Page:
Uncovering the Truth: Examining Truth Commission Success and Impact
International Studies Perspectives, 2007
20 Pages Posted: 19 May 2010 Last revised: 21 May 2010
Date Written: February 1, 2007
While there is growing interest in examining what long-term impact truth commissions have on society, our understanding has been hampered by a number of empirical problems. Specifically, most studies focus on a small biased subsample of cases, rely on anecdotal evidence and normative conviction, and fail to follow the truth commission's legacy beyond its immediate reception. What is more, although a range of purposes have been put forward for truth commissions, there is little consensus on what criteria might be used to assess them. These issues are further compounded by a growing chorus of critics who see truth commissions as either ineffectual or dangerous. This article fleshes out the nature of these problems and outlines how a multimethod strategy might be effective in addressing them. Furthermore, it suggests two potential means of assessing the impact of truth commissions, specifically their effect on subsequent human rights practices and democratic development. The article concludes by suggesting how some problems with this strategy can be overcome by further iterations of a multimethod approach.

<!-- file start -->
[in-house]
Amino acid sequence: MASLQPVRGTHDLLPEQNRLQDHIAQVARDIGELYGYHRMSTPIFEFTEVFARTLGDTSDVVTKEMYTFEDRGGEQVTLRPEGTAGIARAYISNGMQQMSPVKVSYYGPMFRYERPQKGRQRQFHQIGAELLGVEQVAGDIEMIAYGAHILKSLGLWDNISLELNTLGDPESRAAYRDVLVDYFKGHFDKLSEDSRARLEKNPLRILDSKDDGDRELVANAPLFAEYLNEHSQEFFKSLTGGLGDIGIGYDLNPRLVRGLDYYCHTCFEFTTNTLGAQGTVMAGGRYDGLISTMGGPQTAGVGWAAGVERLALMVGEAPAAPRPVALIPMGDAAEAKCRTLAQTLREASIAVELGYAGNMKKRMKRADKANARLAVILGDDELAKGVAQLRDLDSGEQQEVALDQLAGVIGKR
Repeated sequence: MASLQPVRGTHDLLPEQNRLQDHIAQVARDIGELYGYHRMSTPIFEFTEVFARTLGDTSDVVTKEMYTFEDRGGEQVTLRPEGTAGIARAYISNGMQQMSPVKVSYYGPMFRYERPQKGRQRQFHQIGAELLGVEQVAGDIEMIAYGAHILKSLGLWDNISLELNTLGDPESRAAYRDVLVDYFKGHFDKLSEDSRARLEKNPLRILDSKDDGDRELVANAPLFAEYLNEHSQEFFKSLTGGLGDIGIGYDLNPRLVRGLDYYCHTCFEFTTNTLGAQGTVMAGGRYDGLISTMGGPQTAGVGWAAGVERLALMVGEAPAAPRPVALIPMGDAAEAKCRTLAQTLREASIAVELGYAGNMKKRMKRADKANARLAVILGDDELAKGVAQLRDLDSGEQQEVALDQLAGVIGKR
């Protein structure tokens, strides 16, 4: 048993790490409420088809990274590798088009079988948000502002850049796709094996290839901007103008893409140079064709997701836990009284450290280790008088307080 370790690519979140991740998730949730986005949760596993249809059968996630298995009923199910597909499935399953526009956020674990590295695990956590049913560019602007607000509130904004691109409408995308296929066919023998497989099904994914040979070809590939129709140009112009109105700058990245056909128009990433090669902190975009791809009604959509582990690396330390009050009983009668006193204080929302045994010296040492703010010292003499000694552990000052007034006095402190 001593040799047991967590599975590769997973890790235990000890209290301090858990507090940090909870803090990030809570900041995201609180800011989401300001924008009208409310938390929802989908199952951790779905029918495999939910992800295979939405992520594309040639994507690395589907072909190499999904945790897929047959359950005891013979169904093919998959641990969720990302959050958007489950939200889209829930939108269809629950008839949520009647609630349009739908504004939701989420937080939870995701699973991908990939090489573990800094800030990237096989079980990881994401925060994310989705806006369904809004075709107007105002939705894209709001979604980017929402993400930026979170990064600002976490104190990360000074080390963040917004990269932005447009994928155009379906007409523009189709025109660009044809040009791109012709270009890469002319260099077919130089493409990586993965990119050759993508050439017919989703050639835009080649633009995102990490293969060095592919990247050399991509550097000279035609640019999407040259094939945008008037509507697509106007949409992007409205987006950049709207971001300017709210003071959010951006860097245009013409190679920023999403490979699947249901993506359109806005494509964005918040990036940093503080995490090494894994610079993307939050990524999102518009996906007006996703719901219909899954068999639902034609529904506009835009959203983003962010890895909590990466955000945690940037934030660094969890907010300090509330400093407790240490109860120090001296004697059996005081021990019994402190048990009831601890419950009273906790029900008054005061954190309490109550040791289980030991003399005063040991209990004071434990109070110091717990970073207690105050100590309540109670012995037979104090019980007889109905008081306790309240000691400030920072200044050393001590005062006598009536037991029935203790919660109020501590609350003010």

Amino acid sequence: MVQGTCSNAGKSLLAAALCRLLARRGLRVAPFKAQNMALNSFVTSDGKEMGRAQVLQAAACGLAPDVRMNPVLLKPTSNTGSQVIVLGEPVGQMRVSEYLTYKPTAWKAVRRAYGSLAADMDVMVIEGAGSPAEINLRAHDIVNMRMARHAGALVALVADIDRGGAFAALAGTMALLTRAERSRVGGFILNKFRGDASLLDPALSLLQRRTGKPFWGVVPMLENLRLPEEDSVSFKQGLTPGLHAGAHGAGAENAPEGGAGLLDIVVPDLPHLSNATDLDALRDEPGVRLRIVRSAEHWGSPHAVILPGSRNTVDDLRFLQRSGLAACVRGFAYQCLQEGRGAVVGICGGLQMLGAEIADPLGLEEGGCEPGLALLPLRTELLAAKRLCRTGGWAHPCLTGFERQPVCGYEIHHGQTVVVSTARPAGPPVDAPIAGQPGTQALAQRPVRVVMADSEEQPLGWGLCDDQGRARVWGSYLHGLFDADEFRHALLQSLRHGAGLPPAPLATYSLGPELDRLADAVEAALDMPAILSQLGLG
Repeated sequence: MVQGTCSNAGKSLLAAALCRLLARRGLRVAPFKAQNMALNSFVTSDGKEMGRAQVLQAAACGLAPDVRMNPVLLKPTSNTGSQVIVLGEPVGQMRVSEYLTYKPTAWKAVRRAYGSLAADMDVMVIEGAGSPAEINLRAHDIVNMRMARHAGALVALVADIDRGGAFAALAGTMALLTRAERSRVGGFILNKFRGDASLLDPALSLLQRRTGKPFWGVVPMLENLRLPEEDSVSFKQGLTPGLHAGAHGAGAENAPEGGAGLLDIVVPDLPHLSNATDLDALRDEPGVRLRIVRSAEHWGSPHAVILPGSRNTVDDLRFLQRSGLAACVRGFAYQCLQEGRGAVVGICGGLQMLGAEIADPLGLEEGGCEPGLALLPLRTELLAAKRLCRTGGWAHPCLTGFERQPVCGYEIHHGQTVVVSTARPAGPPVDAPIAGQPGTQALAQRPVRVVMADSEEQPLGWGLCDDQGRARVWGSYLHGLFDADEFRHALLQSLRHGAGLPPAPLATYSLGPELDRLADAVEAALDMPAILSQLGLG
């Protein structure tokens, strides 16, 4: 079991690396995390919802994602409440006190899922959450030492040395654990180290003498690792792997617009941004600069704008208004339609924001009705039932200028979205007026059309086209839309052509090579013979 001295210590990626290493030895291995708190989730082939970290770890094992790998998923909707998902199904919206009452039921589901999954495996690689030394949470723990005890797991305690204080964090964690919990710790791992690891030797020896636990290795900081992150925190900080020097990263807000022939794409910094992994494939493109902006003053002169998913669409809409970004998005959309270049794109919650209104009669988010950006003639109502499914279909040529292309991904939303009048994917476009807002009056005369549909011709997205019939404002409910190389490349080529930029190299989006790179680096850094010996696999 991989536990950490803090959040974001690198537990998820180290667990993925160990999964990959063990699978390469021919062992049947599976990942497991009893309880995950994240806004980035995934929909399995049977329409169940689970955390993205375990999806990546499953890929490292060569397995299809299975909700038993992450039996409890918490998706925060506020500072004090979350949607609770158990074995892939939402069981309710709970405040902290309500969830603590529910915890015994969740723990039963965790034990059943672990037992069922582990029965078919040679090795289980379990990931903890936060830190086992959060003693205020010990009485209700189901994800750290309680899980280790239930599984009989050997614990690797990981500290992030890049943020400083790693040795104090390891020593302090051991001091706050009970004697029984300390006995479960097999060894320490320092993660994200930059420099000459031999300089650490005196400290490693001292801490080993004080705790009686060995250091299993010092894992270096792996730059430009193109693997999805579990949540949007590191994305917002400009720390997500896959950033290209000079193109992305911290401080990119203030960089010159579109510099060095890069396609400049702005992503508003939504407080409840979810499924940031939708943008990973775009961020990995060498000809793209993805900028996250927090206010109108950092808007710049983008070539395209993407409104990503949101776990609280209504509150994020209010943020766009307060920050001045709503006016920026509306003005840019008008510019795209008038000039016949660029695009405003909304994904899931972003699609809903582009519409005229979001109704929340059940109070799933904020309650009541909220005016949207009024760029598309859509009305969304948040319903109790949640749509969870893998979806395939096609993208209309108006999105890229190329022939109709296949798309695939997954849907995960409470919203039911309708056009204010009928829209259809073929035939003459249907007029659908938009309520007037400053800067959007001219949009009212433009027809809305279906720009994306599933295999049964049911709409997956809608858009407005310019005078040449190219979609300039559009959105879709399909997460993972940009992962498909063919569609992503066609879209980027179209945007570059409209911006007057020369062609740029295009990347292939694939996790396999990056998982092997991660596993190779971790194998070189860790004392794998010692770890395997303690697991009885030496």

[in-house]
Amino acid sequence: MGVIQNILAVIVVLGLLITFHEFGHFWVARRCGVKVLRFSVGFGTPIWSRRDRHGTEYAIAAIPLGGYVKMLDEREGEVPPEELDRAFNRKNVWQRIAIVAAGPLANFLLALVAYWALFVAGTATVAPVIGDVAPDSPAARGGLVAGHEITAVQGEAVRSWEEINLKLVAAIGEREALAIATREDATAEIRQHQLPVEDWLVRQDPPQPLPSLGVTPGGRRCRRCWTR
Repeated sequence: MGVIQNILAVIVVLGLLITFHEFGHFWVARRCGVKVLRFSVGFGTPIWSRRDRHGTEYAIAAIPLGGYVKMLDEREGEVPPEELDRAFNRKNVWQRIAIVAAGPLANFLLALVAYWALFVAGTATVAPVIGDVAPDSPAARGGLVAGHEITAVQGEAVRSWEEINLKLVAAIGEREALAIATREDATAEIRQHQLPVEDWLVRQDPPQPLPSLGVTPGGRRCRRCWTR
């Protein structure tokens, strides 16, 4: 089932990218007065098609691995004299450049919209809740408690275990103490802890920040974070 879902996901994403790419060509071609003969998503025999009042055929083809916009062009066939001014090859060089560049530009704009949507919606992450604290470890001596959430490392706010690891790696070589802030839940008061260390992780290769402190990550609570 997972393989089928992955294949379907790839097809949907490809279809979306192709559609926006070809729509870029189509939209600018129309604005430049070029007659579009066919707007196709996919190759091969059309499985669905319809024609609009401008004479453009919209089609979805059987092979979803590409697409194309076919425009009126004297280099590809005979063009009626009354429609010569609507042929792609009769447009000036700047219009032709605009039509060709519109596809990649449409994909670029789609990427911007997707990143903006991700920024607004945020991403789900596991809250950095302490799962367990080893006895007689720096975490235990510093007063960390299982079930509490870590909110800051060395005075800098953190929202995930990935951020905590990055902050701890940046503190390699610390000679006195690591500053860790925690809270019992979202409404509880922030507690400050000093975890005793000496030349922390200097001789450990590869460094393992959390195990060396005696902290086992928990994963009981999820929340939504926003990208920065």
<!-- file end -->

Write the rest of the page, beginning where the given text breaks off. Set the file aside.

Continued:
Keywords: truth commission, human rights, transitional justice, democratization
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